News room: Foliage - The Importance of Gardens in Literature

Foliage - The Importance of Gardens in Literature by Jessica Barrah

It’s summertime, and all around flowers are joyfully bursting into bloom. At a time when foliage seems to be taking over, (including those all too bountiful weeds) we take a look at a different kind of ‘folio’ or leaf – those to be found in books.

1. Alice Through the Looking Glass, Lewis Carroll

In this children’s classic, Alice comes across a garden where the flowers have an unusual ability – the power of speech.
“O, Tiger-Lily, I wish you could talk!” says Alice in the Garden of Live Flowers. “We can talk,” it replies, “when there’s anybody worth talking to.”

2. The Secret Garden, Frances Hodgson Burnett

Another children’s classic, and probably the first title that springs to mind when you mention ‘books about gardens’. Mary Lennox comes from sunny India to her uncle’s gloomy mansion, but the unhappy girl discovers a secret garden and enters a new world which helps her invalid cousin recover his strength as well as bringing her happiness.

3. Elizabeth and Her German Garden, Elizabeth Von Arnim

“Oh, my dear, relations are like drugs, – useful sometimes, and even pleasant, if taken in small quantities and seldom, but dreadfully pernicious on the whole, and the truly wise avoid them”

First published in 1898, Elizabeth’s semi-autobiographical novel details the joy and sense of freedom her garden gives her, escaping from her husband, her children and her stifling household.

4. Tom’s Midnight Garden, Phillipa Pearce

A magical children’s book where Tom, staying with his uncle and aunt while his brother recovers from measles, discovers a garden with a difference. The garden is only there outside each night when the grandfather clock strikes thirteen. He comes to realise that the people that he meets there can’t see him – all except one young girl called Hattie…

5. The Constant Gardener, John le Carré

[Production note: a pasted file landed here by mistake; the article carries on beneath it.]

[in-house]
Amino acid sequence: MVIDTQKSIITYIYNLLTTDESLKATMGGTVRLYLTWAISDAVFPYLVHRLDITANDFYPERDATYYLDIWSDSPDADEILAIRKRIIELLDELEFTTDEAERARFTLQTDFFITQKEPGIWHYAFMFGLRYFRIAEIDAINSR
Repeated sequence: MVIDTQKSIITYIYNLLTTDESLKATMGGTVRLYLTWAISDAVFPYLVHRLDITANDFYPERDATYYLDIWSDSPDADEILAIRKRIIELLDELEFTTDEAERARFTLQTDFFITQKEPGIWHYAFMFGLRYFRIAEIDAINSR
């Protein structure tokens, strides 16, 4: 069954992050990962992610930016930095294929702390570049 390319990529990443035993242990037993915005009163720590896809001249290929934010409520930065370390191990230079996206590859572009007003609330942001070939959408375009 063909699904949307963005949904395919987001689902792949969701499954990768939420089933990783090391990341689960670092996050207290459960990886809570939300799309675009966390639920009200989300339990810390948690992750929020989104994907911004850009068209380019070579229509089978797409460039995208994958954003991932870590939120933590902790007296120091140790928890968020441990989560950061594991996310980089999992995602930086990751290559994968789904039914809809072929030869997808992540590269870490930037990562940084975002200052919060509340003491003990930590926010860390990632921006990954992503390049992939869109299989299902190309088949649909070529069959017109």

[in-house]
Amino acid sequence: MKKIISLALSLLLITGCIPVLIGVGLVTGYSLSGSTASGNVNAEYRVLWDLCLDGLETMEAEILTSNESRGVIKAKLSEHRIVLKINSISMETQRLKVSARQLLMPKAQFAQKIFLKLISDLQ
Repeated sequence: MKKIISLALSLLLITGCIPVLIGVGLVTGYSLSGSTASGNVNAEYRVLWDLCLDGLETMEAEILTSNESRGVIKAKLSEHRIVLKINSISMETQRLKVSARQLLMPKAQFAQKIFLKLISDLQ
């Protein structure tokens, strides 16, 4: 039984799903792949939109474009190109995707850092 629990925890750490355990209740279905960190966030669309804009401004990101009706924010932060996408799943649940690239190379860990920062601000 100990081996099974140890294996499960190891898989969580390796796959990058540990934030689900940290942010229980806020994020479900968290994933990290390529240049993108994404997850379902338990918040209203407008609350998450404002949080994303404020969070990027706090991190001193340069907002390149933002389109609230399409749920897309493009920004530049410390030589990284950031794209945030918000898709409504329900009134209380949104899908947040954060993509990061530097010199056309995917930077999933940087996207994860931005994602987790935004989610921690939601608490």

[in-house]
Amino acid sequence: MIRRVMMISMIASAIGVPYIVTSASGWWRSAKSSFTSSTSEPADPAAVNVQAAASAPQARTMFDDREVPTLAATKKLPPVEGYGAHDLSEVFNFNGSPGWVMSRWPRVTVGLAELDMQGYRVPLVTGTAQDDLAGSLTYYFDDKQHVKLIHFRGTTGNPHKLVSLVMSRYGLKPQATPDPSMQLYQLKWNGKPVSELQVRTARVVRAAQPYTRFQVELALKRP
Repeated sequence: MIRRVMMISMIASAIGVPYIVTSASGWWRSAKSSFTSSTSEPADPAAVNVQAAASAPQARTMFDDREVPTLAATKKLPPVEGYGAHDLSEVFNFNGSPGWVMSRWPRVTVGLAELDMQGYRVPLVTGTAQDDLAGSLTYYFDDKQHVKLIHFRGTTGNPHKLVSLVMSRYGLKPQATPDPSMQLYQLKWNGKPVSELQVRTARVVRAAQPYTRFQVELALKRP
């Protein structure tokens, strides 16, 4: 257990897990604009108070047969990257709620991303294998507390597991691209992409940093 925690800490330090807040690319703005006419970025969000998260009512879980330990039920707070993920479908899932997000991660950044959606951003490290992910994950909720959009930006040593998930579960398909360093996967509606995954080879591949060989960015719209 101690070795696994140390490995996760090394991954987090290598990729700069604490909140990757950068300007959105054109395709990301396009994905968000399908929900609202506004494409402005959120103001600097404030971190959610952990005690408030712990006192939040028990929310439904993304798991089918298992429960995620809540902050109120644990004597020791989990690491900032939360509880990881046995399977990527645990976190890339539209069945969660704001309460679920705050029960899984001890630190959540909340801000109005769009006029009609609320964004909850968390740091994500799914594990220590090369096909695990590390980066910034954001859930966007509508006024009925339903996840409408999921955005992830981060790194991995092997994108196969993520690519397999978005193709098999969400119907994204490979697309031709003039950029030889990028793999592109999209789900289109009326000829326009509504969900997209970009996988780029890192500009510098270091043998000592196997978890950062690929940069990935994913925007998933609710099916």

Justin Quayle, a British diplomat in Nairobi, Kenya, and the gardener of the title, “loves nothing better than toiling in the flowerbeds on a Saturday afternoon”. But he turns detective after he is told that his activist wife, Tessa, was killed while travelling with a doctor friend in a desolate region of Africa. Quayle discovers that her murder, reportedly committed by her friend, may have had more sinister roots, related to a pharmaceutical corporation medical research scandal.

6. Earthly Joys, Philippa Gregory

The book focuses on the great early 17th-century gardener John Tradescant, who had access to court via his patrons Cecil and Buckingham. In the sequel, Virgin Earth, his son becomes gardener to Charles I and emigrates to Virginia during the civil wars.

7. The Signature of All Things, Elizabeth Gilbert

The Eat Pray Love author’s novel is the story of Alma, a 19th-century botanist and bookworm whose search for love, plants and experience takes her from her native Philadelphia to Kew, Amsterdam, Tahiti and Peru.

8. The Garden of Evening Mists, Tan Twan Eng

Chinese-Malayan Judge Teoh Yun Ling, has been diagnosed with aphasia, which will shortly strip her of her mind and memory. So she returns to Yugiri, in the mountains, to record her memories of the place where 34 years earlier she tried to persuade ex-Imperial Japanese gardener Aritomo to make a garden in memory of her sister. Both sisters had spent four years in a horrific Japanese slave labor camp, sustained by memories of the gardens of Kyoto. The book was long listed for the Booker prize in 2013

Have you read any of these titles? Did you enjoy them? Do let us know if you have any recommendations for more books with a botanical focus.

Further reading:

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Written by
Jessica Barrah
Published on
Writing, Authors, Books, Self-publishing, Gardens, and Gardening